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New TB vaccine protects half of people with latent infection

The vaccine works in people who have latent infections, meaning they do not yet have any symptoms.
/ Source: Reuters

An experimental GlaxoSmithKline vaccine could prevent tuberculosis from developing in half of those who receive it, making it potentially the first new shot against the global killer in a century, researchers said on Tuesday.

Given the failure of other candidates in recent years, it marks a milestone in the fight against TB, although the 54 percent efficacy rate achieved in adults in a mid-stage clinical trial is low compared to immunizations for other diseases.

The current vaccine called Bacille Calmette-Guérin (BCG) was developed in 1921 and is given routinely to babies in countries with high rates of TB to prevent severe disease.

However, BCG protection wears off in just a few years and it does nothing to protect against the most common form of TB that invades the lungs of adults and adolescents, and can be transmitted through coughing and sneezing.

A more effective vaccine is viewed by experts as key to controlling TB and fighting the growing scourge of drug-resistant infection. With TB a major focus for global health, the United Nations is holding its first ever high-level meeting on the disease in New York on Wednesday.

GSK’s vaccine is designed to stop latent TB from becoming active and causing sickness. An estimated 1.7 billion people - one quarter of the global population - have latent TB infection, putting them at risk of a disease that killed 1.6 million people last year.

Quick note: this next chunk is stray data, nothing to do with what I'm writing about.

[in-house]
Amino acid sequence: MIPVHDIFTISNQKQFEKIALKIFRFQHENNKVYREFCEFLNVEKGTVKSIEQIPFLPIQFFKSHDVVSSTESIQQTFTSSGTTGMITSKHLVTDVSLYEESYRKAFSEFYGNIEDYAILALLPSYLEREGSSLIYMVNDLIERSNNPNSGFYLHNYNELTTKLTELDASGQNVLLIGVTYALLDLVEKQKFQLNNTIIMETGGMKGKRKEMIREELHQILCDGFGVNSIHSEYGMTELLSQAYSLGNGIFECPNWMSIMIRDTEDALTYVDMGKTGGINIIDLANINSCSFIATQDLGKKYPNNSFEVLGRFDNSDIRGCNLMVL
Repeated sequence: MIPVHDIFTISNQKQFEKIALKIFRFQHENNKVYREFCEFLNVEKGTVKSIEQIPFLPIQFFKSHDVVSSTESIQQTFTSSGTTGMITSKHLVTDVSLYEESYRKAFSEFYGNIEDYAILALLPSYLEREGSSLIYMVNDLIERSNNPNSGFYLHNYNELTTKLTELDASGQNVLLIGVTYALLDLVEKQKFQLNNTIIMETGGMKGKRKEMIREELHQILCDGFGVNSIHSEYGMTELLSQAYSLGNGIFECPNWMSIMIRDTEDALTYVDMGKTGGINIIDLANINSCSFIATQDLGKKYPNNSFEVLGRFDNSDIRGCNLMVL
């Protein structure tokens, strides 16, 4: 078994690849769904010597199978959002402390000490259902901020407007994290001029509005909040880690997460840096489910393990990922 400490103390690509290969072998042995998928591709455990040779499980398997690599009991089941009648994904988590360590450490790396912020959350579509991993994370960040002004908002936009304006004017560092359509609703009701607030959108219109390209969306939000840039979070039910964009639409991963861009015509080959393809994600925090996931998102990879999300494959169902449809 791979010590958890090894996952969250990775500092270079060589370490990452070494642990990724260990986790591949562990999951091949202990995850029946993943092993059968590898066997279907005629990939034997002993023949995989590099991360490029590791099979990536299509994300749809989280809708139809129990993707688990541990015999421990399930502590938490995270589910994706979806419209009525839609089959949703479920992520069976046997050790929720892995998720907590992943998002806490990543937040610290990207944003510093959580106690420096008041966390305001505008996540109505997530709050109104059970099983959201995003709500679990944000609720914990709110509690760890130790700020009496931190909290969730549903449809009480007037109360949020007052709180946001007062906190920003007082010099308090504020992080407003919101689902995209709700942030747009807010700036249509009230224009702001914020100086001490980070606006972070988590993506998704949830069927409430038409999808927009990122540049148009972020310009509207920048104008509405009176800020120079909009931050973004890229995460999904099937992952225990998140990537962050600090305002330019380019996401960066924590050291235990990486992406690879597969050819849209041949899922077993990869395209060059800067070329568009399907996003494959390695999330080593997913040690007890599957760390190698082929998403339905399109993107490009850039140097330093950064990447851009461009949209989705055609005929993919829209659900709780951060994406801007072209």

Results of an ongoing Phase IIb trial of the vaccine - known as M72/AS01 and developed by GSK in conjunction with Aeras, a nonprofit TB group backed by the Bill & Melinda Gates Foundation - were published online by the New England Journal of Medicine.

After a mean follow-up of 2.3 years, 10 of the 1,786 adults vaccinated twice developed active pulmonary TB compared with 22 of the 1,787 given two placebo injections. The study was conducted in Kenya, Zambia and South Africa.

The vaccine did produce more side effects than placebo, with two-thirds of participants reporting at least one adverse event, typically injection-site reactions or flu-like symptoms.

Most of the volunteers had received the BCG vaccine and all were HIV negative. People with HIV are more vulnerable to TB because their immune systems are weakened.

Areas Chief Executive Jacqui Shea said the results were “ground-breaking” and showed that more effective TB vaccines were achievable.

GSK is confident it can do better in future, with larger trials set to refine the vaccine’s dosing schedule and potentially target specific groups of patients who are most likely to benefit.

“It’s the first time we really tested the biological potential of our vaccine and we think that there is a lot of additional improvement now that we can bring,” the company’s head of vaccines research, Emmanuel Hanon, told Reuters.

TB is a particularly tricky disease to vaccinate against because the bacteria that cause it can hide from the body’s immune system and scientists lack protective markers in the blood to predict whether a vaccine will work.

As a result, TB vaccines must be tested in big clinical trials, a large and costly gamble.

Mike Turner, head of infection and immunobiology at the Wellcome Trust medical charity, said the encouraging results represented a “landmark moment” and M72/AS01 now needed to be tested in much larger numbers of people.